my green vermont

Subscribe For My Latest Posts:

Many Words For Snow

Welcome to My Green Vermont - A Blog by Eulalia Benejam Cobb.
By Eulalia Benejam Cobb

Wikipedia informs me that the notion that Eskimos have several dozen words for snow is a degrading myth that ignores the diversity of tribes and the structure of languages designated by the coarse label \”Eskimo.\”

When I lived in Maryland, I had only a couple of words for snow–\”light snow,\” and \”stops-all-traffic snow.\” (There wasn\’t a lot of difference between the two.)  Now, after six years in Vermont, I can make up for whatever the Eskimos and their languages have left unsaid.

There is big-flake-plopping-down snow, and tiny-flake-making-swishing-noise snow.

There is all-gone-by-morning snow, and stays-on-forever snow (the kind we\’ve got right now).  And drives-the-parents-crazy snow, when school is cancelled yet again.

Outlines-every-branch-and-twig snow is beautiful, even in will-Spring-ever-get-here Moon (late February).  On the other hand, rots-by-the-roadside-gray snow turns your winter-weary stomach.

As the days grow longer, we get melts-and-turns-to-ice snow, which forces me to shuffle down the driveway like a nursing-home resident.
And if the temperature is just right, we get snowballs-on-Bisou\’s-feathers snow, which form in thirty seconds and take ten minutes to melt with the hairdryer on Low.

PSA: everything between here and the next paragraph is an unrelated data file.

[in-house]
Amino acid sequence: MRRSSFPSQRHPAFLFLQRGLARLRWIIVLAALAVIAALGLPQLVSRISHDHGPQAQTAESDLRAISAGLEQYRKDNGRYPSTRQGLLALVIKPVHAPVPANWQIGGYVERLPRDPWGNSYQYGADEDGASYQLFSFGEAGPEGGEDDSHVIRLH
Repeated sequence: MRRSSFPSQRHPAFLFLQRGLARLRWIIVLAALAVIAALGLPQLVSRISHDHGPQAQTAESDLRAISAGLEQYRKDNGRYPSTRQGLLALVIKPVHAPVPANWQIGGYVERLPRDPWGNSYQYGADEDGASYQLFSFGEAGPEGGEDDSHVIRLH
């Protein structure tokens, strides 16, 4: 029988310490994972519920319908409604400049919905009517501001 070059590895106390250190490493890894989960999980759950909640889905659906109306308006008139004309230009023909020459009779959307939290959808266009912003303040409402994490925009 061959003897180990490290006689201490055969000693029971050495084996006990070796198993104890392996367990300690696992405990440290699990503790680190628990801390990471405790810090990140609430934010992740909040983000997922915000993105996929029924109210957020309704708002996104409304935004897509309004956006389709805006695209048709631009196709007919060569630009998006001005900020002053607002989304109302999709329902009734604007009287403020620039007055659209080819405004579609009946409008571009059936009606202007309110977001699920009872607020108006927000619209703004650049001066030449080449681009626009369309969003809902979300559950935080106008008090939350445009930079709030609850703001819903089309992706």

Finally, there is spinach-planting snow, which comes just as the supermarkets and hardware stores put up their racks of seed packets.  Get your trusty planting stick, drive the eyelash-thick seeds into the white stuff, and I guarantee that you\’ll be eating fresh greens in April.  (Also known as sanity-saving snow.)

6 Responses

  1. Another fascinating winter post. You (and IB) provide a little window into another world for me.Where I live there is \”once-in-ten-years\” snow, and \”snow-that-stayed-on-the-ground-overnight snow.\”

  2. Most desolate of all: my-coworkers-are-all-vacationing-in-the-tropics snow, which shows up around the same time as the rotting gray snow along the roads.

  3. I've always had doubts about those winter escapes. You have a week of sun and warmth, then you come back and what, go into shock? Besides, they miss the joys of watching the days lengthen, minute by minute, in spite of blizzards and \”wintry mixes.\”

Leave a Reply

Your email address will not be published. Required fields are marked *